Voluntarily undertaking any major life change is going to require some serious courage. You’re going to have to take a leap of faith. It’s like taking a step off of a cliff and hoping that there’s something there to catch you. If you’ve gone skydiving before, then you know exactly what it feels like in your mind and your body–it’s the sensation of free fall right before your parachute opens. It’s incredibly liberating to risk everything you know to experience something better. Because there are no guarantees it will work out the way you imagine.

It’s like taking a step off of a cliff and hoping that there’s something there to catch you.

But I can’t imagine ever deciding to produce a travelogue show from scratch for YouTube and travel a year by myself around the United States without having survived my first giant leap of faith–leaving my job at the Department of Defense, selling my house, and moving away from D.C. where I’d spent more than eleven years of my life to a small town on the Gulf of Mexico in South Texas. I’m extremely grateful for the courage that I had in 2019 because it has inspired me to be even bolder in 2021. 

Spoiler: It hasn’t exactly been smooth sailing.

Everything started with a profound dream I experienced in early December 2018. During the night, my subconscious took me on a trip to a different life–it was one in which I had pursued my creative aspirations and was en-route to becoming a writer and producer of film/TV. I hadn’t achieved success yet. Not even close. In fact, I was no longer living in D.C., was semi-unemployed, and living on the fumes of my life savings. Things were uncertain, even chaotic. But I was at peace with my decision and my life. And I felt joy for the first time in many years. When I woke up the next morning, I contrasted my emotional outlook during the dream with that of my real life, and it punched me in the gut. 

When I woke up the next morning, I contrasted my emotional outlook during the dream with that of my real life, and it punched me in the gut.

I had become disillusioned with my achievements over the course of my career and had been extremely unhappy in my job for some time. If I wasn’t having my desired impact, what was the point of it all? Why was I suffering so much and living somewhere I didn’t want to be? I felt lost and wasn’t sure what to do about it or where to start in remaking my life. I really didn’t want another job in D.C. I feared it would just be more of the same. Meanwhile, my passion for working on the issues–for reducing the risks of nuclear and biological weapons, preventing WMD terrorism, and navigating the challenges of emerging technologies for national security–all remained as strong as ever. But what if I just didn’t want to do the policy thing anymore? I was frustrated with the U.S. failing to make progress in reducing the risks and even sliding backwards down a steep slope in a number of cases.

I considered my options, but all I saw were the obstacles around me. I’d already started writing fiction novels, but sales had not yet begun to take off. There was no way that I could quit my job and become a full-time writer. If I did that, I wouldn’t be able to pay for a book cover or an editor. Of course, I also felt impossibly trapped by financial considerations–my mortgage, student loan debt, the benefits of my job (health insurance), the cost of living in D.C., and most of all, the notion of giving up on a career I’d invested so much time and money in and was actually still paying off. I found myself… let’s just say it… in a mid-life crisis.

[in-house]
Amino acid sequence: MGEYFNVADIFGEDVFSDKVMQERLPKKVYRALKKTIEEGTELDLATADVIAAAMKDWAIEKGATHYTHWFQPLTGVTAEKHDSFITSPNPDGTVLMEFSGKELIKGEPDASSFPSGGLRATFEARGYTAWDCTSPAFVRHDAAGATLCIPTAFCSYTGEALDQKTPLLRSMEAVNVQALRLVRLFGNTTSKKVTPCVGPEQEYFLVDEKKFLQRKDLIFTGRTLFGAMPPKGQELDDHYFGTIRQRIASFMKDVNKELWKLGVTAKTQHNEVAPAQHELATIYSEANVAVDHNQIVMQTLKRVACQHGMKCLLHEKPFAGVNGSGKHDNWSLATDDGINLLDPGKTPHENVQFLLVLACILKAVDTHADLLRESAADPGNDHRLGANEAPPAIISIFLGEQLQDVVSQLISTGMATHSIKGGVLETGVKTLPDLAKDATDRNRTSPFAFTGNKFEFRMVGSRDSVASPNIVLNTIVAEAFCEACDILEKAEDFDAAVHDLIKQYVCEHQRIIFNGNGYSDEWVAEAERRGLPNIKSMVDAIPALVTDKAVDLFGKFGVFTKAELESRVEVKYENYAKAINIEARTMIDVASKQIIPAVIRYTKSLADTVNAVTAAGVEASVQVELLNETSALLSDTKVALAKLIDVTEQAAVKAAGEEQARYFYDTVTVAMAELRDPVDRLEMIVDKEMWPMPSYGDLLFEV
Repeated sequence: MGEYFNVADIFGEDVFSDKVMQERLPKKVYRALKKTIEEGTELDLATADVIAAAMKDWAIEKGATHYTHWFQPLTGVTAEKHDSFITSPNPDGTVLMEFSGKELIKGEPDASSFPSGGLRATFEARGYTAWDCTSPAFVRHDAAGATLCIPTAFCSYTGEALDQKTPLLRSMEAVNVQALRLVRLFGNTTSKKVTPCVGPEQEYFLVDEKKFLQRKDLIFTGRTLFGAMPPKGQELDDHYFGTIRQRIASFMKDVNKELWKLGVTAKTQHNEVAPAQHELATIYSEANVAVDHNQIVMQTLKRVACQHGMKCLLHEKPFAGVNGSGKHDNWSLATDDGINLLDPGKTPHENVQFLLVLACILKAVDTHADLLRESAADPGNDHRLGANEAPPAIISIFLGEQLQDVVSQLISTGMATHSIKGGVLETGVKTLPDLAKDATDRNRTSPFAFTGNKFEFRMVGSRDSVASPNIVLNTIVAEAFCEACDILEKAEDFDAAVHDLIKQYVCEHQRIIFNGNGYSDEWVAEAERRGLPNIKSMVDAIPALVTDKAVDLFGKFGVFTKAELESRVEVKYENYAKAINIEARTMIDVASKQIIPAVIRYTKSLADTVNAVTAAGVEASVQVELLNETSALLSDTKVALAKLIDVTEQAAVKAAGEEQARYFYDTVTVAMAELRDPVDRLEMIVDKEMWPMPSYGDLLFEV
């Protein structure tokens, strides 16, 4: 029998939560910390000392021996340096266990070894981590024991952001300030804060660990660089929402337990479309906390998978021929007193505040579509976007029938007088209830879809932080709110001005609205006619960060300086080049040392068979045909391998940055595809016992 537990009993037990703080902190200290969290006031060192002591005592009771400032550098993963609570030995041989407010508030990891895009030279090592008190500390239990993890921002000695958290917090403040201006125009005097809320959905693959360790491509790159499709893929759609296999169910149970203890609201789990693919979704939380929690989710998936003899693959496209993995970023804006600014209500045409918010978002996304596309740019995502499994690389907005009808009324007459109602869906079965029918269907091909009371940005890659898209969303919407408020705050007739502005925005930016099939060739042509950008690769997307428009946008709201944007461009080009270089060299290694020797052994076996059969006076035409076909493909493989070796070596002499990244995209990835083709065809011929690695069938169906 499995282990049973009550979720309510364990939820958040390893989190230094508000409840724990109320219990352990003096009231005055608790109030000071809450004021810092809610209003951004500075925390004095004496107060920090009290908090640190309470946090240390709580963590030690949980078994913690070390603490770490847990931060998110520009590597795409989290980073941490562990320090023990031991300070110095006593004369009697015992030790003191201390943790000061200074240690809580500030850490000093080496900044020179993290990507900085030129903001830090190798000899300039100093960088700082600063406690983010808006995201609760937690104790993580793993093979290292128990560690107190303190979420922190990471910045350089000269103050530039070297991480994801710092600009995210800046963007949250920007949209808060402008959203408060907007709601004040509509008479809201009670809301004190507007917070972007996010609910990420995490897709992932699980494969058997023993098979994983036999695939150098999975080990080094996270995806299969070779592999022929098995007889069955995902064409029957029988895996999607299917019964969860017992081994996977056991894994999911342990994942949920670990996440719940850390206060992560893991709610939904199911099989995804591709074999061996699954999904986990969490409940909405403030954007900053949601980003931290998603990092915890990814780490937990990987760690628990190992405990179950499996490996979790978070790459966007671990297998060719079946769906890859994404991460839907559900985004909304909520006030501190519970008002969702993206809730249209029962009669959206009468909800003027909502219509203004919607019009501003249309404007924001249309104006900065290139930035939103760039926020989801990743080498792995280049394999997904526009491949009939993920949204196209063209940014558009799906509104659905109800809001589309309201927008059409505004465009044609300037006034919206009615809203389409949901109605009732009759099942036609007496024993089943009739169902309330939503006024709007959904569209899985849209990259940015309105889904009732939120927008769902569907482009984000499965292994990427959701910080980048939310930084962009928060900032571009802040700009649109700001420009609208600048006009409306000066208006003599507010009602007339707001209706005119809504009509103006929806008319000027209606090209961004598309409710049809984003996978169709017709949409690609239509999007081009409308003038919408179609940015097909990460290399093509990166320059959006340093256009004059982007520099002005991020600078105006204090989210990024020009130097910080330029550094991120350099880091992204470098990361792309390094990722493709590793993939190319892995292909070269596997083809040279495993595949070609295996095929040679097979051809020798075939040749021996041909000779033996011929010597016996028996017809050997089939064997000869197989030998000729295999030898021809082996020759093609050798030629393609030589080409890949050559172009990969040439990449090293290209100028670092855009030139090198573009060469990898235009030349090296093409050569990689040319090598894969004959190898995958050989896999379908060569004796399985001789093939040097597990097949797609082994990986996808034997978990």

I felt trapped by financial considerations–my home mortgage, student loan debt, the benefits of my job (health insurance), the cost of living in D.C., and most of all, the notion of giving up on a career I’d invested so much time and money in.

But the taste of liberation in a single dream was persuasive–-it was as if the deepest part of myself was trying to tell me something–-just let go, and all will be well. Not long after waking up from my dream, I began setting things in motion, preparing to sell my house, giving notice at my job, looking for consulting opportunities, and asking my parents if I could live in their house in Texas for a short period while they weren’t there (try to guess which one was the hardest). On June 8, 2019, after my last day on the job and successfully closing the sale on my house, I departed DC for Michigan where my dogs and I would spend several weeks before continuing on to Texas. I had some good consulting lined up and felt pretty good about everything. Maybe this would just be a small bump in the road of my life.

After spending three weeks visiting family and friends in Michigan, I departed for Rockport, Texas. I’d already visited my parents at their house a few times, so I knew what to expect. The trip was mostly uneventful–-except for a flat tire in the middle of nowhere, Texas where I’d run over a nail. After two hours on the side of the road in 90+ temps, I had to be towed ninety miles all the way to the Mini Cooper dealer in Houston to get a new one. Malachi, the Doberman, had to ride in the back seat of the Mini Cooper with the windows down and was not happy about it. I wasn’t either. But he refused to be lifted (all 100 pounds of him) into the front cab of the two truck, and I got scratched trying to persuade him.

We arrived in Rockport around 10:30 p.m. on June 25, 2019. The pod with all my belongings arrived a few days later. The first part of my giant leap of faith was complete. I hope you’ll read Part II to find out how things have turned out thus far.

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natashabajema

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